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Management of Closed Head Injuries in Urgent Care (Trauma CME) -

Management of Closed Head Injuries in Urgent Care (Trauma CME)
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Publication Date: May 2022 (Volume 1, Number 2)

CME Credits: 4 AMA PRA Category 1 Credits™. CME expires 05/01/2025.

Specialty CME: Included as part of the 4 credits, this CME activity is eligible for 4 Trauma CME credits, subject to your state and institutional requirements.

Editor-in-Chief & Update Author

Keith A. Pochick, MD, FACEP
Attending Physician, Novant GoHealth Urgent Care, Charlotte, NC

Urgent Care Peer Reviewer & Charting Commentator

Patrick O’Malley, MD
Attending Physician, Emergency Department, Newberry County Memorial Hospital, Newberry, SC

Urgent Care Peer Reviewer

Melinda Johnson, DNP, APRN, FNP-BC, AGACNP-BC, ENP-C
Assistant Professor of Nursing, Emergency Nurse Practitioner Program, Vanderbilt University School of Nursing, Nashville, TN

Original Author

Micelle Haydel, MD
Associate Professor of Clinical Medicine, Department of Medicine; Residency Director, Section of Emergency Medicine, Louisiana State University Health New Orleans School of Medicine, New Orleans, LA

Original Peer Reviewers

Jeffrey J. Bazarian, MD, MPH
Professor, Department of Emergency Medicine, University of Rochester School of Medicine and Dentistry, Rochester, NY
Jennifer Roth Maynard, MD
Assistant Professor, Family Medicine; Program Director, Primary Care Sports Medicine Fellowship, Mayo Clinic Florida, Jacksonville, FL
Linda Papa, MD, CM, MSc, CCFP, FRCP(C), FACEP
Director of Academic Clinical Research, Attending Physician, Orlando Health; Professor, University of Central Florida College of Medicine, Orlando, FLP

Case Presentations

CASE 1: An 18-year-old boy is brought to the UC clinic by his parents after a head-to-head collision with another player during a soccer game…
  • The patient was confused for several minutes and now has a resolving headache.
  • His coach told his parents he “has a concussion” and should go to UC to be checked out...
CASE 2: A 38-year-old woman presents after hitting her head on a cabinet door at home…
  • The patient was confused for several minutes and now has a resolving headache.
  • She thinks she may have “blacked out” for a few seconds.
  • She has some scalp tenderness with mild discoloration and a bit of swelling, but no other current complaints…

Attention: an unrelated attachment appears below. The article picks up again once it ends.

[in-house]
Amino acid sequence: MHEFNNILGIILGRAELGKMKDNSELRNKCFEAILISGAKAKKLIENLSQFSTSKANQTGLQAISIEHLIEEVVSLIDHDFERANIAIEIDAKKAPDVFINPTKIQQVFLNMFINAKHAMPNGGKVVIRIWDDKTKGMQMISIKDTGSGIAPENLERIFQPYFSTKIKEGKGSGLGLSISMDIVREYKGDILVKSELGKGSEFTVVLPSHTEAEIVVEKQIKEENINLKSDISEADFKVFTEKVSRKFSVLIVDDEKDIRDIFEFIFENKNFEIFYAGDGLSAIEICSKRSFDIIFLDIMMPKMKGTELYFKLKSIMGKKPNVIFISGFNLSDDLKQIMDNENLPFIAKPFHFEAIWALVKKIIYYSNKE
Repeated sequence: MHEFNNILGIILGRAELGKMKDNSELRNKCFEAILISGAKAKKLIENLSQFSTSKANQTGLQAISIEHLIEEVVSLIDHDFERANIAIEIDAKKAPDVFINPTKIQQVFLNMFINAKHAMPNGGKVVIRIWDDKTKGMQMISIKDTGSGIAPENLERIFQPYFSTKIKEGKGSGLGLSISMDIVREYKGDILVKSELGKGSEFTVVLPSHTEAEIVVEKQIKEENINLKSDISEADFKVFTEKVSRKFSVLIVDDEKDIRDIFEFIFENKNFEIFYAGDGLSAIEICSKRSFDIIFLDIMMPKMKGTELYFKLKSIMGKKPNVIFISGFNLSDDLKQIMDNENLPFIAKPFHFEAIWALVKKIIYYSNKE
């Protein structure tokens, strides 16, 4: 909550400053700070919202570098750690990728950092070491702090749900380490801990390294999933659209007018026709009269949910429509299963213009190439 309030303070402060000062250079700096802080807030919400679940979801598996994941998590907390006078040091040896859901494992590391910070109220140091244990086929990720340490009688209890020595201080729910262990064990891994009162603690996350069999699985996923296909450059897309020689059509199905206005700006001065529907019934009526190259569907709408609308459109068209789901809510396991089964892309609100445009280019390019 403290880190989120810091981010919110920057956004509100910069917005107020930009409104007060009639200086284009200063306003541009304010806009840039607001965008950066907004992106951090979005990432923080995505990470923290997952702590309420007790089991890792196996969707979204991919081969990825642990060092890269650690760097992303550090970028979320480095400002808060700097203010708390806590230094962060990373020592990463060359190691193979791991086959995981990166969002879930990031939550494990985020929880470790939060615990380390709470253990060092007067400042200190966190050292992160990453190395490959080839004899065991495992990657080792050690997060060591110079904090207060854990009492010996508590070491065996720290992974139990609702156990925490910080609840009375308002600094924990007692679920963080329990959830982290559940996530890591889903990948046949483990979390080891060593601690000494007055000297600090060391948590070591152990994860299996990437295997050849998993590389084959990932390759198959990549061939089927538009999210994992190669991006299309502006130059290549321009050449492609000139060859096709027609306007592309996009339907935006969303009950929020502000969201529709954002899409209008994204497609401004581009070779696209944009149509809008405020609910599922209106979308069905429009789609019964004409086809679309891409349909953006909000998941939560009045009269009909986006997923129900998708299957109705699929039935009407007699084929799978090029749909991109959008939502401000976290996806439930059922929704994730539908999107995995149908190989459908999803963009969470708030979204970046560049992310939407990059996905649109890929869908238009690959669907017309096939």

CASE 3: A 2-month-old girl is brought in by her parents with a visible bump on her head…
  • The parents state that their babysitter told them the injury occurred when the baby rolled off the bed during a diaper change.
  • They also note some inconsistencies in the babysitter’s story and are concerned that they don’t know all of the details of the event…


Urgent care (UC) clinicians can expect to see several patients each week who have sustained some type of blunt trauma to the head; many of these patients will present with chief complaints of facial or scalp lacerations and other wounds. The clinical approach to these patients varies widely, and despite the availability of clinical guidelines and decision tools, a substantial number of these patients will undergo ED transfer and/or computed tomography (CT) of the head. The large majority of head CTs performed on patients with mild closed head injury (CHI) will be interpreted as normal,1 so the challenge for the UC clinician is to quickly identify the small subset of patients who harbor serious intracranial injuries, in order to avoid unwarranted ED transfers as well as to limit costly diagnostic procedures and unnecessary radiation exposure. UC clinicians must accurately document a neurologic baseline for serial examinations and provide discharge instructions that educate patients and families about the potential sequelae of head injury, regardless of how minor the injury appears to be. Further challenges include the rapidly evolving research and recommendations on head injury treatment in the sports arena, with nearly all states having active or pending laws on return to play for youth sports, and full elimination of any same-day return to play after concussive events.2


EB Medicine is accredited by the Accreditation Council for Continuing Medical Education (ACCME) to provide continuing medical education for physicians.

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